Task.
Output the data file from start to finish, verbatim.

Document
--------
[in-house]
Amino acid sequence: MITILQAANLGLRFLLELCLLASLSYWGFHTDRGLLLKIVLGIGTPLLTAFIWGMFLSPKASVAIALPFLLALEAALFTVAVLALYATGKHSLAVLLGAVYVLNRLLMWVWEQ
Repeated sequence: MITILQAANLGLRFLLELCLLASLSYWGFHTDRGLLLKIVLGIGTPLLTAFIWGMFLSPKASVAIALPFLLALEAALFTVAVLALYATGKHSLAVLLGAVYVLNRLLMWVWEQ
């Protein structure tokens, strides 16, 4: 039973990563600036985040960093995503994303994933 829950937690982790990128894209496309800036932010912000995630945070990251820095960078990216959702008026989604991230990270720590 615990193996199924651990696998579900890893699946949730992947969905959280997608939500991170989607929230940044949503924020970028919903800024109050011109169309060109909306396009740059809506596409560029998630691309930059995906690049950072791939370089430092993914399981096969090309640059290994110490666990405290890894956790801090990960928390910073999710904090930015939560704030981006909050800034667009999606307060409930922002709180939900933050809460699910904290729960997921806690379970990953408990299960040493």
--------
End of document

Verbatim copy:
[in-house]
Amino acid sequence: MITILQAANLGLRFLLELCLLASLSYWGFHTDRGLLLKIVLGIGTPLLTAFIWGMFLSPKASVAIALPFLLALEAALFTVAVLALYATGKHSLAVLLGAVYVLNRLLMWVWEQ
Repeated sequence: MITILQAANLGLRFLLELCLLASLSYWGFHTDRGLLLKIVLGIGTPLLTAFIWGMFLSPKASVAIALPFLLALEAALFTVAVLALYATGKHSLAVLLGAVYVLNRLLMWVWEQ
């Protein structure tokens, strides 16, 4: 039973990563600036985040960093995503994303994933 829950937690982790990128894209496309800036932010912000995630945070990251820095960078990216959702008026989604991230990270720590 615990193996199924651990696998579900890893699946949730992947969905959280997608939500991170989607929230940044949503924020970028919903800024109050011109169309060109909306396009740059809506596409560029998630691309930059995906690049950072791939370089430092993914399981096969090309640059290994110490666990405290890894956790801090990960928390910073999710904090930015939560704030981006909050800034667009999606307060409930922002709180939900933050809460699910904290729960997921806690379970990953408990299960040493």